Note The latest GEARS require Geant4.11. If you are still using Geant4.10, please download v1.5.1 of GEARS from the Release page.
GEARS is a Geant4 Example Application with Rich features yet Small footprint. The entire C++ coding is minimized down to a single file with about 550 SLOC. This is achieved mainly by utilizing Geant4 plain text geometry description, built-in UI commands (macros), and C++ inheritance. It is ideal for student training and fast implementation of small to medium-sized experiments.
- Single small C++ file, easy to manage, fast to compile (a few second on a regular PC)
Easy switching between well maintained Geant4 reference physics lists without recompilation
- Individual processes can be turned on/off without recompilation
- Fast implementation of optical properties without recompilation
- Optional radioactive decay simulation with the possibility to save the parent and daughter decays into different events if the later happens after a user specified time interval
- Frequently used source spectra (AmBe, Am-241, etc.) in addition to GPS
Output in multiple data format
- ROOT TTree format (default, no ROOT installation is needed)
- HDF5, universal data format, easy to read by different tools
- CSV or XML, Human readable ASCII file, capable of dealing with multiple dimensional arrays
- Record information of step 0 (initStep), which is not available through G4UserSteppingAction
simple text or GDML geometry I/O
- Fast implementation of detector geometry without C++ programming
- Create/Change geometry without re-compilation
- Turn off data saving in a volume by assigning it a non-positive copy number
- Turn any volume to a sensitive detector by adding “(S)” in its name
- Assign optical properties in Geant4 plain text geometry description, which is not available in the official Geant4 release
- Syntax highlighting of the simple text geometry description files in Emacs, Vim, Micro, and Sublime Text
- Creating 3D mesh to record and visualize physical variables in it without any change of the C++ code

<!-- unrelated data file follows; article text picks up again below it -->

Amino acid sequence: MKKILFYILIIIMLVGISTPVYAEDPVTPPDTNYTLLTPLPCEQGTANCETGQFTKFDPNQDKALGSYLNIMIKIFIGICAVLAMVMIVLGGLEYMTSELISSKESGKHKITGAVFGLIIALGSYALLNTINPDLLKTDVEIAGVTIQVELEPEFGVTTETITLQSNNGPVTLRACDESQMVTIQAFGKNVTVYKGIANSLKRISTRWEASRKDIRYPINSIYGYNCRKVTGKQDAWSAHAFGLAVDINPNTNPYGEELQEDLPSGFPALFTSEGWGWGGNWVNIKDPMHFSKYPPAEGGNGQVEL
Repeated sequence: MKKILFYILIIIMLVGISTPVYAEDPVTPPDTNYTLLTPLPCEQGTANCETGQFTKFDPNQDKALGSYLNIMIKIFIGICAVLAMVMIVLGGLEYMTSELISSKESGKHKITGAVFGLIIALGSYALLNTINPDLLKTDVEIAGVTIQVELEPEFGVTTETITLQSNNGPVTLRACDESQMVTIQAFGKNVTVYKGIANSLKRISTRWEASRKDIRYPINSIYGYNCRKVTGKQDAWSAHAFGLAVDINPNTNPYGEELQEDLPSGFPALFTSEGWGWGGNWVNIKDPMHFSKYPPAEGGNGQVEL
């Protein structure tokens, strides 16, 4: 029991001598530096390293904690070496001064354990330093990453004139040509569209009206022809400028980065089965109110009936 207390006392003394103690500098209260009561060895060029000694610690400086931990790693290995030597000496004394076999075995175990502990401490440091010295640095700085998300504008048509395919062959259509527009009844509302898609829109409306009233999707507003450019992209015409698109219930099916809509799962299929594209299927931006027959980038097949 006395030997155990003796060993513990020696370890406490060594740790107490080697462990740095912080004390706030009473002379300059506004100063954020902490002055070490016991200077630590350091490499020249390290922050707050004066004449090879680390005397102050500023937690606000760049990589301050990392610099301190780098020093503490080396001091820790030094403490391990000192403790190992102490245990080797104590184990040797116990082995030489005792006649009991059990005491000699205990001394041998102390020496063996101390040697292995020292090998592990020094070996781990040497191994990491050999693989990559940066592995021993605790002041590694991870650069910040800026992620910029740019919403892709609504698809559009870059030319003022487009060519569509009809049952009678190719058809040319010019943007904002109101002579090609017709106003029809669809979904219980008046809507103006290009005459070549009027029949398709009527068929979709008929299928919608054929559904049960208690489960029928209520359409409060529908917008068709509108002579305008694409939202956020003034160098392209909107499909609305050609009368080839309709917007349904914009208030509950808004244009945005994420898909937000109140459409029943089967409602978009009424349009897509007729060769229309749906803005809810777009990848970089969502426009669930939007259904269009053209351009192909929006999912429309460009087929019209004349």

- Doxygen documentation
- Many simple tutorials to demonstrate the usage of Geant4
How to contribute
Please fork GEARS on GitHub. Run the following to get a local copy of the forked repository and link it to the original GEARS repository:
$ git clone firstname.lastname@example.org:yourGitHubAccount/gears.git # get forked repository $ git remote add upstream email@example.com:jintonic/gears.git # link to original repository $ git remote -v # run a check
Run the following to keep your local repository updated with the original GEARS repository:
$ git fetch upstream # updates are saved in a new branch upstream/master $ git merge upstream/master # merge 2 branches: upstream/master and master
If the merge is successful, run
git push to update your forked GEARS repository on GitHub.
You can initiate a pull request on GitHub if you’d like to have your update being absorbed in the original GEARS repository.
G4cout VS std::cout
G4endl is preferred over
std:endl because the former handle the output in Geant4 GUI correctly, while the later can only output to terminal.
Two spaces instead of a tab are used to indent a line in gears.cc to insure a consistent appearance in different text editors, and to avoid wasting space in front of deeply nested code blocks. The following mode lines are added to the end of gears.cc to insure that in Vim and Emacs:
// -*- C++; indent-tabs-mode:nil; tab-width:2 -*- // vim: ft=cpp:ts=2:sts=2:sw=2:et
- add tutorials to show how one can distribute source in a volume or surface